Following WWII a plethora of bouncy babies were born in the United States. Fast forward 55 years later and those babies have grown up! By 2030 there will be over 75 million Americans who are over the age of 65. This generation is living longer than its predecessors and with more chronic diseases like diabetes, cancer, arthritis, and heart conditions.
Orthopedic surgeons will also face specific challenges as hip and knee replacement surgeries are in high demand. These surgeries have improved in technique over the last 10 years and produce longer lasting results. The baby boomer generation is considerably more active than that of their parents and expects to be back on their feet much more quickly.
Even healthy and active baby boomers may suffer from the most common cause of injury in older adults – falls. As the baby boomer population continues to increase, the number of falls will inevitably increase, leading to more emergency room visits. Preventing and treating falls will become a major focus of hospitals in this country.
The question remains, how do we provide excellent healthcare, support, and empowerment to a growing elderly population while keeping medical costs as low as possible?
Investments in technology can help with patient flow in hospitals and allow for greater flexibility among patients and doctors alike. Hospitals are also citing an interest among boomers in mobile health care and using technology to track their own health conditions, and to communicate with doctors. Patient portals have been one such advancement that enhances the workflow between doctors and patients.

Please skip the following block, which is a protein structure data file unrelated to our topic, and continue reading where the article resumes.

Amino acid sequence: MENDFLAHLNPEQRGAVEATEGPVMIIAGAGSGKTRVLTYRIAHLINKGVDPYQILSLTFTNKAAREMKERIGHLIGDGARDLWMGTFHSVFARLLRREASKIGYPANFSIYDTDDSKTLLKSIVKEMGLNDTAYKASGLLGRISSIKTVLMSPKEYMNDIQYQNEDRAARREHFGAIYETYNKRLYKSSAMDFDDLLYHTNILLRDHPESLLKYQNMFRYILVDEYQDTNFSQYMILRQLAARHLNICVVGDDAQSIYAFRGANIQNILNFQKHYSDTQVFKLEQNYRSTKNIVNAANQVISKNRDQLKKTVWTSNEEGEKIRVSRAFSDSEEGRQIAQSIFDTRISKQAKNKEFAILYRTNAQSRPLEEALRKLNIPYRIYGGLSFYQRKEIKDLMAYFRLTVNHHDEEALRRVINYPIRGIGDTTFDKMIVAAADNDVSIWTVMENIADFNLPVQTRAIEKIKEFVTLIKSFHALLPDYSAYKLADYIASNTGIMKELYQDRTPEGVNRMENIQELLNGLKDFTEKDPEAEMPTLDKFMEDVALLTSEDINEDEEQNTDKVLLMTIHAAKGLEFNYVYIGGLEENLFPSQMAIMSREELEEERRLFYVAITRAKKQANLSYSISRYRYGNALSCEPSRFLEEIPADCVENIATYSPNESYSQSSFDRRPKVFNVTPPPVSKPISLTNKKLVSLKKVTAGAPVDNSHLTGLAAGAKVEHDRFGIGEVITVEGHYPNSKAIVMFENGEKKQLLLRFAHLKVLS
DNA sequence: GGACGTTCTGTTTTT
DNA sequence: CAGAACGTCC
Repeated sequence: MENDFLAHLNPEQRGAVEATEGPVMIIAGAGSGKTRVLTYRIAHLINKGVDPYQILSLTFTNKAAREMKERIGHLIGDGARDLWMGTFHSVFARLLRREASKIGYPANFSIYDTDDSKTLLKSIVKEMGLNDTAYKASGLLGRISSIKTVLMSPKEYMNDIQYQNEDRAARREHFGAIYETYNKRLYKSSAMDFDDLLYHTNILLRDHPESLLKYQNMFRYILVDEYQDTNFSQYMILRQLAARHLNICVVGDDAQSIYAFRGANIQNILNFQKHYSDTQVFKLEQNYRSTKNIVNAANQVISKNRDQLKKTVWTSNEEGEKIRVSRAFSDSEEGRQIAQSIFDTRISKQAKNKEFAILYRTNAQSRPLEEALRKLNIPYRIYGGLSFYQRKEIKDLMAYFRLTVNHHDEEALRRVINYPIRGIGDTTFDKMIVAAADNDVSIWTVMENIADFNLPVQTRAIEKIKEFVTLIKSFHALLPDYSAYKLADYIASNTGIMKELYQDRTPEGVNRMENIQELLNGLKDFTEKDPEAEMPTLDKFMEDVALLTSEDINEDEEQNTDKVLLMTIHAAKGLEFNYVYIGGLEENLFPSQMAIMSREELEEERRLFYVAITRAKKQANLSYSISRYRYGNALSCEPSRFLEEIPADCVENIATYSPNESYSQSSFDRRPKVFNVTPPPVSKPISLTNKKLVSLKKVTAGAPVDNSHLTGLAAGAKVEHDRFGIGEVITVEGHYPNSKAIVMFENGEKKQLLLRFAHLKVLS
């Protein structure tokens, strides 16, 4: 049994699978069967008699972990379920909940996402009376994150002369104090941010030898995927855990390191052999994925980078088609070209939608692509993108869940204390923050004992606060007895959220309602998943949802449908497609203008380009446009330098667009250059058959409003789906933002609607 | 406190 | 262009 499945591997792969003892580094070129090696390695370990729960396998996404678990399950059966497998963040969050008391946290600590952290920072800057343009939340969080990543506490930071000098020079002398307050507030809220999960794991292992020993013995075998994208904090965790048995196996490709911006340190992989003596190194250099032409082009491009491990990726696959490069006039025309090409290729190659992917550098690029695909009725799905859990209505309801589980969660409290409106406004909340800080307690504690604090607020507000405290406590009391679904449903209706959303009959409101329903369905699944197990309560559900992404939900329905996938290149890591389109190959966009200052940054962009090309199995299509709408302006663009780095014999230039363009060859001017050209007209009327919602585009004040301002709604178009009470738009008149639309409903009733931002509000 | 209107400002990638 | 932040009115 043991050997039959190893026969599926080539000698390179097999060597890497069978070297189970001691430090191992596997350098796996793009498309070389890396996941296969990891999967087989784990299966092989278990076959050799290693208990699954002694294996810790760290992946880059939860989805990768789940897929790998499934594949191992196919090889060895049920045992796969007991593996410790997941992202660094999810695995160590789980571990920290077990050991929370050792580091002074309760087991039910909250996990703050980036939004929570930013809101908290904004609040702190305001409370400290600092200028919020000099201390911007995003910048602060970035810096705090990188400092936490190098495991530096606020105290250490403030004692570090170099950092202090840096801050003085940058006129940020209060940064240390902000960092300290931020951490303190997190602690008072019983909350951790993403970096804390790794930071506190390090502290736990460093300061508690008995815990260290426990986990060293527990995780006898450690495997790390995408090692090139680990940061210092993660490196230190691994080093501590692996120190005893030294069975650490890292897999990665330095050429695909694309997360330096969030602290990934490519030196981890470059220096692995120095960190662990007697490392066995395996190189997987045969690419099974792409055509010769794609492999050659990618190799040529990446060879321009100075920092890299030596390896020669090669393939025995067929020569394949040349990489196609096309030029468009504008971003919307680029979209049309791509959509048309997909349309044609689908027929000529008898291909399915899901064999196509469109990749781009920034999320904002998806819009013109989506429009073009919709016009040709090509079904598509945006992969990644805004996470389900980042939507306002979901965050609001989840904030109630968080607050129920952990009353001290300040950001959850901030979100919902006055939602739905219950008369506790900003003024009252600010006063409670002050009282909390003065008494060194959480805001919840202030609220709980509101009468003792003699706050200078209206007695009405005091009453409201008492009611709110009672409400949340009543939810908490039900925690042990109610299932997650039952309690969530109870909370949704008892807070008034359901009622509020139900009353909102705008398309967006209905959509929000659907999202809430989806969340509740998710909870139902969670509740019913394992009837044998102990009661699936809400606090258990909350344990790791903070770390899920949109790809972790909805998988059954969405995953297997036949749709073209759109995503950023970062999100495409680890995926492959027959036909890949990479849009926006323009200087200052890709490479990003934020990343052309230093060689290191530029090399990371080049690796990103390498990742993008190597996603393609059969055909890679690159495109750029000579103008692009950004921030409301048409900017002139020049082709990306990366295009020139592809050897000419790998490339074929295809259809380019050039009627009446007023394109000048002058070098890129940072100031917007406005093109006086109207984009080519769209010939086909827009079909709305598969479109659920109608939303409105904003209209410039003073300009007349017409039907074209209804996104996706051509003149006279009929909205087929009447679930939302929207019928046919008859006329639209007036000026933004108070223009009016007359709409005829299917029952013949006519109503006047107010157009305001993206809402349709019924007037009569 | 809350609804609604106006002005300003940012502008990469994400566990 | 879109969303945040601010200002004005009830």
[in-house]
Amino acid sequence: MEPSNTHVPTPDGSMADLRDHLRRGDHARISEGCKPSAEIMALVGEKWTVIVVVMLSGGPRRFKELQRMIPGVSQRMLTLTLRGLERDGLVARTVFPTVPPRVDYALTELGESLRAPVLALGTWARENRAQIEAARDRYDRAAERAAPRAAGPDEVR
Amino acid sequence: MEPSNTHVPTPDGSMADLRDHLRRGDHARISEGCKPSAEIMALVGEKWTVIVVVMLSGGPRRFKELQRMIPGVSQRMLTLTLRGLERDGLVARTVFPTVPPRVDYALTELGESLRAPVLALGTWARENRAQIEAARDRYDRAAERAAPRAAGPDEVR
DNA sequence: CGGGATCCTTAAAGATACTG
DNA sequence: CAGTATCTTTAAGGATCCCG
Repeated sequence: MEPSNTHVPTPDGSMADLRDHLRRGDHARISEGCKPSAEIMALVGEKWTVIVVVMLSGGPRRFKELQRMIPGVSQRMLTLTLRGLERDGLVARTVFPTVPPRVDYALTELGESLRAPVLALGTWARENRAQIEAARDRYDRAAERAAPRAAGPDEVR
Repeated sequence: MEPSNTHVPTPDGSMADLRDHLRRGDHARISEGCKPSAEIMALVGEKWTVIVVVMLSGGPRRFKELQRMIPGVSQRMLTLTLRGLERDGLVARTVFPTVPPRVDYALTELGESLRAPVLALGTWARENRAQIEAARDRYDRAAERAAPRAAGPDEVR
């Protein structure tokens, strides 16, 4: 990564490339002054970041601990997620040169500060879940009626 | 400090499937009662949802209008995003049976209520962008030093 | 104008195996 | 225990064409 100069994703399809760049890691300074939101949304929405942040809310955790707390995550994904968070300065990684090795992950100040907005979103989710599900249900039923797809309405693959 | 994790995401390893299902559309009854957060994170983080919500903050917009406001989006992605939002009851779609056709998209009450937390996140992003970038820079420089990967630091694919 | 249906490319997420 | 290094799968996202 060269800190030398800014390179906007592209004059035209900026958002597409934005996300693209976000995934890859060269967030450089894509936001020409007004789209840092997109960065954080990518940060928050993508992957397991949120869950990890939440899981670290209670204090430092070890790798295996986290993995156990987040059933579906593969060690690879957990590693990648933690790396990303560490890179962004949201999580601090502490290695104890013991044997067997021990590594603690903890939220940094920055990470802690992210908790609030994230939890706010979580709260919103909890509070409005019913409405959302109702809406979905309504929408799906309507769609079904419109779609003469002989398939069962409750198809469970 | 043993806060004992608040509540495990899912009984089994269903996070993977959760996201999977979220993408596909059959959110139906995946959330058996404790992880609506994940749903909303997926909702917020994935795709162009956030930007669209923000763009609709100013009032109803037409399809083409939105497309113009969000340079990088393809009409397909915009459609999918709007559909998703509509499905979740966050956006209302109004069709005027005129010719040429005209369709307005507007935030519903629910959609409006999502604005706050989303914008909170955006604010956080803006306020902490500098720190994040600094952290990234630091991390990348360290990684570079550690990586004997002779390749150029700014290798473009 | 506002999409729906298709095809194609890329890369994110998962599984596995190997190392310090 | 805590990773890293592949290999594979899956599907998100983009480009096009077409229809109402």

If doctors and hospitals can provide individuals with health technology, education, and resources, they can become more capable of self-diagnosing, avoiding unnecessary ER and doctor visits, and seeking medical care when it is necessary. Although the cost and time savings are beneficial for all, it is important that patients and doctors gain information from reliable sources.
In 2014, the FDA cleared 24 digital health devices and more devices will continue to be cleared in 2015. Over 90% of MDs said that digital health devices will become an important part of their practice and over half shared a willingness to prescribe medications based off a vital signs biosensor tool or a urinalysis device.
What other innovations in healthcare IT do you think will help the growing baby boomer population to “age gracefully?”